On the third and final day of InfoSecurity Europe 2022, Sarb Sembhi, global CISO of Aireye, moderated the keynote panel discussion titled ‘Boosting SME’s Cyber Security Strategy.’ Sembhi was accompanied by fellow experts Milos Pesic, vice president of InfoSec & CyberSec at Marken, Diane Abela, chief information security officer at AccuRx and Vincent Blake, VP, digital technology security officer & GRCA at Pearson.
The panel shared insights into the steps small and medium-sized enterprises (SMEs) can take to defend against cyber-risks and threats, protect their customer’s data and respond to an incident with limited budget and resources. The session addressed practical strategies to implement security on a budget, evaluating the risk landscape to identify threats to SME businesses, analyzing the key requirements of GDPR and what they mean for SMEs and identifying the key steps to compliance and understanding the consequences of failing to comply
The panel began by emphasizing the importance of a company’s culture in boosting an SME’s cybersecurity strategy, stating that building a culture of trust is vital. The panel agreed that certain organizations make the mistake of seeing security more as a “blocker,” establishing a culture of “distrust” by implementing heavy-handed security methods such as “padlocking computers to office desks.”
An effective cybersecurity strategy focuses on three central areas, stressed the panel of speakers:
- Creating the right culture
- Recruiting the right people
- Implementing the appropriate processes, tools and access controls to enhance SME cyber-hygiene
In harnessing the right tools for cybersecurity, they need to be aligned with a company’s processes and policies to work effectively, emphasized panelist Milos Pesic.
The discussion then shifted focus to the question of hiring, specifically the most desirable skills and expertise. While technical skills are important when hiring into the cybersecurity and information security space, soft skills are also key, stated Pesic. Abela told the audience that recruiting “mission-driven” individuals with a “clear passion” is also integral, with the caveat that technical skills remain key. Abela qualified this point, adding that greater emphasis on experience rather than qualifications could also benefit a company’s hiring strategy and resilience. Blake resonated with the panel’s views, further underscoring the need for applicants to have curiosity and passion, believing that these attributes can be ascertained in the interview process by asking candidates about their own real-world projects and which of these they’re most proud of doing.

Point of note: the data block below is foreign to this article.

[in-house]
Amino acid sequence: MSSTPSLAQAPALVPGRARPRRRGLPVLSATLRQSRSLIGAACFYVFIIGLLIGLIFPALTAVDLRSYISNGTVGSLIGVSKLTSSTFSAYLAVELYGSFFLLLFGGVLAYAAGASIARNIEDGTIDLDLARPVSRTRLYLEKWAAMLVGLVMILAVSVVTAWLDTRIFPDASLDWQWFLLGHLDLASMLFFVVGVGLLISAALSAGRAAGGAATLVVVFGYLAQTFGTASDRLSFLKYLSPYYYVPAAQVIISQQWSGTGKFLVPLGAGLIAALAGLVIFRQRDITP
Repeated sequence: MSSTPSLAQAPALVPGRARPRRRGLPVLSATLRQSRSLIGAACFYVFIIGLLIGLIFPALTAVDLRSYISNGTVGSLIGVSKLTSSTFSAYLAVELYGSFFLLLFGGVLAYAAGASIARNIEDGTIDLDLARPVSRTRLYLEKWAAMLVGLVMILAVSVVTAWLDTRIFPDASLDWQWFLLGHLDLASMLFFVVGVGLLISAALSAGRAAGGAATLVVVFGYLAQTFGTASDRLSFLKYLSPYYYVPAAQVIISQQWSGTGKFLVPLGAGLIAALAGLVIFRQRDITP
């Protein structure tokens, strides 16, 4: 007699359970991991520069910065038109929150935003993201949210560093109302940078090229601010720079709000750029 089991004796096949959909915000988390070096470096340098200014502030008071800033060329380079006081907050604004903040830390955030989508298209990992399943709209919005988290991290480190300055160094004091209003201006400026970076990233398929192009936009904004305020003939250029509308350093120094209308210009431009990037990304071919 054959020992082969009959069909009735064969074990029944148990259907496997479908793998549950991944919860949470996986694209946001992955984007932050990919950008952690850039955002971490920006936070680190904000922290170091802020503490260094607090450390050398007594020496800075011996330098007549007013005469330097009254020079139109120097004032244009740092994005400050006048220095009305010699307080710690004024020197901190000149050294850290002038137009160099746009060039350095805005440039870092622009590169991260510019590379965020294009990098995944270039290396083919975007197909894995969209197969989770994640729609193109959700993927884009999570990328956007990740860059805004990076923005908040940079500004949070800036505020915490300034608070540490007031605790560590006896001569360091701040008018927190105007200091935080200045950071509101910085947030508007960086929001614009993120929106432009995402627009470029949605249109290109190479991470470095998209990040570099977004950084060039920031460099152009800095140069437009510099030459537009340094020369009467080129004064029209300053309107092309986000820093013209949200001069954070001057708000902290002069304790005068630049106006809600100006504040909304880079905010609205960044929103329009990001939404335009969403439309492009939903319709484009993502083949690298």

Moderator Sembhi added to this discussion, commenting that a company shouldn’t be too technically-minded since it needs to see the larger strategic picture. Additionally, Blake reemphasized the necessity for businesses to take on people with social and business skills to complement an organization’s technical employees. While Pesic agreed that a workforce needs a cross-section of talent, small companies should consider optimizing more for technical skills in recruiting and heightening their cybersecurity.
Guided by questions from the audience, the panel moved to a discussion of the basics of good SME cyber-hygiene. Abela noted that cybersecurity “visibility” within an organization is paramount, as well as ensuring initiatives like awareness programs are a regular part of a company’s operations. The panel also suggested the value of conducting security assessments in understanding any possible vulnerabilities, asking fundamental questions like “where are we now?” and “where are the gaps?” being especially imperative.
Further audience questions focused on business stakeholders, with Abela believing companies need to articulate to shareholders the importance of security and its impact on shareholder value. Vincent Blake asserted that there’s a need to “avoid talking blandly about cybersecurity” and harness more of a story and narrative in underlining its importance. Milos Pesic closed this part of the discussion by suggesting a deemphasis of the hyper-negativity that often surrounds cybersecurity, including the scale of the issue and frequency of attacks, and to come in from a more positive perspective.
Wrapping up the session, moderator Sembhi addressed the question, “what security do you expect SMEs to have in place already, and what could they do better?” with the panel advocating for robust access rights management, endpoint security, education and the cultivation of a “secure mindset.”